Abstraction of ordinal types whose values may be used as endpoints of a span() or measure().

An Enumerable type is characterized by each element having well-defined offset and neighbour() functions. Given an instance x of an enumerable type X:

• for any integer-valued offset, there is a unique neighbour y of X with that offset, and
• if y is an instance of X, then there is a well-defined integer-valued offset of x from y.

The offset function must satisfy:

• x.offset(x) == 0, and
• x.successor.offset(x) == 1 if x!=x.successor.

The neighbour function must satisfy:

• x.neighbour(0) == x,
• x.neighbour(n-1) == x.neighbour(n).predecessor, and
• x.neighbour(n+1) == x.neighbour(n).successor.

Of course, it follows that:

• x.neighbour(-1) == x.predecessor, and
• x.neighbour(1) == x.successor.

An enumerable type may be linear or recursive. If X is a linear enumerable type, then the offset function satisfies:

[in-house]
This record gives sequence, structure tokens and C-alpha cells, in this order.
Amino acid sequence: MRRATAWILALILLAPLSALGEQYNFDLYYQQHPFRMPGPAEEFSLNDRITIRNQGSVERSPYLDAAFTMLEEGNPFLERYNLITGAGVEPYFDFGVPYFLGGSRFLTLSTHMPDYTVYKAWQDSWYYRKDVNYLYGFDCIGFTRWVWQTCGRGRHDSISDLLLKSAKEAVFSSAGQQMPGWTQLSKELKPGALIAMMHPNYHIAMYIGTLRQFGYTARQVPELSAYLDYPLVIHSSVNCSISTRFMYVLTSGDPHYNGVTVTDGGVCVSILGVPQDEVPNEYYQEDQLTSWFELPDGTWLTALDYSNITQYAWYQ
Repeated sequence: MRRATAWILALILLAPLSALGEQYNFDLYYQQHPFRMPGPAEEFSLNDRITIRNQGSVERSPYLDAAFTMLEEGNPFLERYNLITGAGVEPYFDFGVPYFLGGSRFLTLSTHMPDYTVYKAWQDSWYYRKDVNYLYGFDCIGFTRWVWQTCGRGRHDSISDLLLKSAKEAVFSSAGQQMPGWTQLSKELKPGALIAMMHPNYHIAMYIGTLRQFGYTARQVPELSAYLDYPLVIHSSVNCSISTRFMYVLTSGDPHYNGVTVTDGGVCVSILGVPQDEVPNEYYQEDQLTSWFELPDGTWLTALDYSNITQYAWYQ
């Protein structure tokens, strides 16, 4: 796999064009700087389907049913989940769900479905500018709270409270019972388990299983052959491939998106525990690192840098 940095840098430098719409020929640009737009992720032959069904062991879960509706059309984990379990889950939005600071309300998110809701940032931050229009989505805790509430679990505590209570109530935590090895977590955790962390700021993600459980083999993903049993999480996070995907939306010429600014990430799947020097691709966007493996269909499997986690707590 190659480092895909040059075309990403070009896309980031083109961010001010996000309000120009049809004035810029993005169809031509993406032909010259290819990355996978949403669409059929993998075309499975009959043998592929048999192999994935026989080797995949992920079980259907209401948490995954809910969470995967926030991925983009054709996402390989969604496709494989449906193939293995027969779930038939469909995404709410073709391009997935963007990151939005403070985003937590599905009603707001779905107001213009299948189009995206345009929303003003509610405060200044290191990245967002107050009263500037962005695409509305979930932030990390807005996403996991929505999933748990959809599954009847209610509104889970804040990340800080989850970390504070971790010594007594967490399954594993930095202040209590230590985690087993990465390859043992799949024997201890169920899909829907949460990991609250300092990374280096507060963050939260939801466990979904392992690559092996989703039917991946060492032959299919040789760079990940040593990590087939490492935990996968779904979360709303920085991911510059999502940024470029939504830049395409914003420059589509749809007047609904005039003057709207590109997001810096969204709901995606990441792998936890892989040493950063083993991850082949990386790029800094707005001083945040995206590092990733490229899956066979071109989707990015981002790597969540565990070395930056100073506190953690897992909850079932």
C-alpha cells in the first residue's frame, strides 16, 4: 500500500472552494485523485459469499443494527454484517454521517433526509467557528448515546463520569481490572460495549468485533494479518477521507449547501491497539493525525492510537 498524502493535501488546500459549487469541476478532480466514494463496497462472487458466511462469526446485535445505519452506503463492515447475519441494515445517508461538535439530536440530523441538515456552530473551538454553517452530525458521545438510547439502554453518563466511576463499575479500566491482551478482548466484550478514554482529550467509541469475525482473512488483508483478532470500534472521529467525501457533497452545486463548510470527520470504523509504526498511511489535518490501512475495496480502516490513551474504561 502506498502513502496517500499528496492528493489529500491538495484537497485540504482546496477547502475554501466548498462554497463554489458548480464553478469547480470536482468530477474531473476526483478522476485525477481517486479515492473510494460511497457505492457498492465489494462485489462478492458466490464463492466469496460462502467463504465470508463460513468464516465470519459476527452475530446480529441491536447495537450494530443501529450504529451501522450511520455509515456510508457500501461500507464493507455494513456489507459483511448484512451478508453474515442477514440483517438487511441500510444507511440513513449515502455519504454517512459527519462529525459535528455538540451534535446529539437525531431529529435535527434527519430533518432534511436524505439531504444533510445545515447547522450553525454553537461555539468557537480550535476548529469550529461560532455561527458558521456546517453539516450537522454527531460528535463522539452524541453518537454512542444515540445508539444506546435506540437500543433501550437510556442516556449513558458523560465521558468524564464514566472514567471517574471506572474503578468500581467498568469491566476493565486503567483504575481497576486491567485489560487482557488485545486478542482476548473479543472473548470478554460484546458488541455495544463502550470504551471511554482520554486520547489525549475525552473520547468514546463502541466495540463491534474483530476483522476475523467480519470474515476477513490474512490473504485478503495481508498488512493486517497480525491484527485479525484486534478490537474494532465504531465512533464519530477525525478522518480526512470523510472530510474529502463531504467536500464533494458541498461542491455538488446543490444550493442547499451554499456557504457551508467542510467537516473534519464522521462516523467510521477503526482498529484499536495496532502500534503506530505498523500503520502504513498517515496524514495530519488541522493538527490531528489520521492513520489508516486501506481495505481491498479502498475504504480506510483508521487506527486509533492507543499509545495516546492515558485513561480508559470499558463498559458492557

• x.predecessor.offset(x) == -1 if x!=x.predecessor,
• x.offset(y) == -y.offset(x) for any instance y of X, and
• x.offset(y) == x.offset(z) + z.offset(y).

Otherwise, X is a recursive enumerable type with a finite list of enumerated instances of size count, and its offset and neighbour functions must satisfy:

• x.neighbour(count)==x,
• x.offset(y) >= 0 for any instance y of X, and
• x.predecessor.offset(x) == count - 1.

A range of values of an enumerable type may be specified using:

• the span operator, written first..last, or
• the segment operator, written first:length.